Celtic Jazz Harp Explorations

Maeve Gilchrist - Song of Delight
Maeve Gilchrist

Song of Delight (Adventure Music America, 2011)
Song of Delight is the latest album by harpist, vocalist, and classically trained pianist Maeve Gilchrist. She is one of those cases where an excellent instrumentalist also develops a career as a vocalist. Although her vocal abilities seem to have plenty of followers, I much prefer her instrumental work as harpist.

Song of Delight incorporates Maeve Gilchrist numerous musical influences which include jazz, classical and Celtic traditional music (her mother is Irish and her father is from Scotland).

I grew up in an extremely musical family,” says Maeve. “My sister plays the fiddle, my brother plays the guitar, my dad plays the pipes and two of my aunts play the harp. There was always music going on in the house, and it instilled a real sense of the joy of music. We also had a fantastic record collection, ranging from Joni Mitchell to Ravi Shankar.”

Maeve arrived at Boston’s Berklee College of Music, where she was enrolled as a jazz vocal major. “The underlying foundation of my music is and always will be the traditional Scottish music that I grew up with,” explains Gilchrist. “But the wonderful thing about studying at Berklee was the number of international students and the different cultures they brought along with them. It was then that I really began to explore improvisational music.”

Maeve later moved to Portland, Maine, where she continued her career as a performer and teacher. At a party, a friend introduced her to violinist Darol Anger. she asked Darol if he’d be interested in participating. The result of that musical association, is Maeve’s Adventure Music America debut, Song of Delight, recorded in Maine, produced by Darol Anger. Also on the CD are Scottish bassist Aidan O Donnell, cellist Mike Block, and Anger, with guest performances from violinist Hannah Reed and mandolin player Joe Walsh.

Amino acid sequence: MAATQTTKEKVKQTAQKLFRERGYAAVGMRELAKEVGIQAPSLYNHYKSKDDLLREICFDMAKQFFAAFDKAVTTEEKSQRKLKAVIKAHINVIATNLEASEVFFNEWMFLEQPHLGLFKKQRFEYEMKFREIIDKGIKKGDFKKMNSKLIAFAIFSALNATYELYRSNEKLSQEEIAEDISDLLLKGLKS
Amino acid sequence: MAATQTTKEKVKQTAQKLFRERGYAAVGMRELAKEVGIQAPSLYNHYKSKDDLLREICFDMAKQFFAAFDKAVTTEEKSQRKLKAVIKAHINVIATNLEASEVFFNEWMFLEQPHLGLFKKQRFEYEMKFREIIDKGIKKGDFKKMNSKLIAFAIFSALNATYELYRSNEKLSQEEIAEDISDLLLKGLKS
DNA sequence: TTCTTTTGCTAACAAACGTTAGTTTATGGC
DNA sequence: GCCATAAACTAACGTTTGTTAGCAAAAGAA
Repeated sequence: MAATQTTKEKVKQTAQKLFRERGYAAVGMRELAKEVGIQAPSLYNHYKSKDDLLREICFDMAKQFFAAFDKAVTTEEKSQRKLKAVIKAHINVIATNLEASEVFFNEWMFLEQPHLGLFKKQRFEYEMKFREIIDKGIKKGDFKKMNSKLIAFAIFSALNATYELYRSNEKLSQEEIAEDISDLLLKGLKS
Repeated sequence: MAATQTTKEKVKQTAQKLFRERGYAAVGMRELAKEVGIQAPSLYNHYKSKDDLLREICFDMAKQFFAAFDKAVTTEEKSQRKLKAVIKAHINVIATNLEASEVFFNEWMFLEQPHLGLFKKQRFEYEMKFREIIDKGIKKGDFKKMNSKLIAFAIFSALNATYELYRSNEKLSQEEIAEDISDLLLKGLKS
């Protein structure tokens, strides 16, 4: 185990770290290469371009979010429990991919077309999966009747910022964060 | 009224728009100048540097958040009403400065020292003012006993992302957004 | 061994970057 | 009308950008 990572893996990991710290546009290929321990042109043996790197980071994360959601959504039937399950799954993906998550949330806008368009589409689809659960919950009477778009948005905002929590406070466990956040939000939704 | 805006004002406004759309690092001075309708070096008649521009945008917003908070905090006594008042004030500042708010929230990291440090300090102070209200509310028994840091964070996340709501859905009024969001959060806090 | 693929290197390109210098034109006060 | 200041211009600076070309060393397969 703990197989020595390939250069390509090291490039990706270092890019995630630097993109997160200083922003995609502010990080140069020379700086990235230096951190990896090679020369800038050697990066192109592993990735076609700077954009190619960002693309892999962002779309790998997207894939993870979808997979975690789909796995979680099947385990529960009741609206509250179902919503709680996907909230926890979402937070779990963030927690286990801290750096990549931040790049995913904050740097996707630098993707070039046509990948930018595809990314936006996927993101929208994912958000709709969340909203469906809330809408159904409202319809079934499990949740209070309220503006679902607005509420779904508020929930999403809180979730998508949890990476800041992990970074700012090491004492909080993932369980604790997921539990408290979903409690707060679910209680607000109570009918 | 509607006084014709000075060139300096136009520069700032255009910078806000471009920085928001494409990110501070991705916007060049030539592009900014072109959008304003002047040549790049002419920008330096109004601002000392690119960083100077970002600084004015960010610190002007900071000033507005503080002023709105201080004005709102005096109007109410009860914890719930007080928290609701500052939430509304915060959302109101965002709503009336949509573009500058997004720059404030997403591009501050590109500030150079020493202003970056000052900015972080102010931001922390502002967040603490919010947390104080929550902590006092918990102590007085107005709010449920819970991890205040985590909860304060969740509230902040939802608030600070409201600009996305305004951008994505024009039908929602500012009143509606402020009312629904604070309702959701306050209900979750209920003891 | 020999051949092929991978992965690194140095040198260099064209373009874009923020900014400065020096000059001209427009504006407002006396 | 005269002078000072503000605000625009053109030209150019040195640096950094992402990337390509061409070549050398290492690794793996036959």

Song of Delight is, says Maeve, ” a very organic and raw CD.” Vocals and harp were recorded live and simultaneously, which, she admits, was “an engineer’s nightmare,” but which ultimately adds to the honest vibe of the project. “Aidan and I had been playing so much together and I wanted to reproduce what we did live, with a developed string sound. The idea of the alternative string quartet was very much born in the studio that week,” she continues. “It’s such a beautiful sound that supports but doesn’t mask the harp and voice. It’s acoustic and yet we’re able to improvise and groove without drums.”

Maeve explains the use of her harp, “It’s hard to find improvising role models for the harp. Saxophone players and pianists have this legacy of players that have gone before them, who they can transcribe and emulate. Harpists don’t really have that. And of course the limitations of the instrument prevent chromatic music from being easily played.”

Gilchrist wrote eight of the CD’s eleven tracks, deriving her inspiration from people and places she’s encountered in her life and work. Song of Delight also includes an interpretation of Stephane Grappelli’s “Automne” (featuring Maeve’s original lyrics) as well as Maeve’s own arrangements of two traditional songs, “Fleur de Mandegore” and “The Dowie Dens o’Yarrow.”

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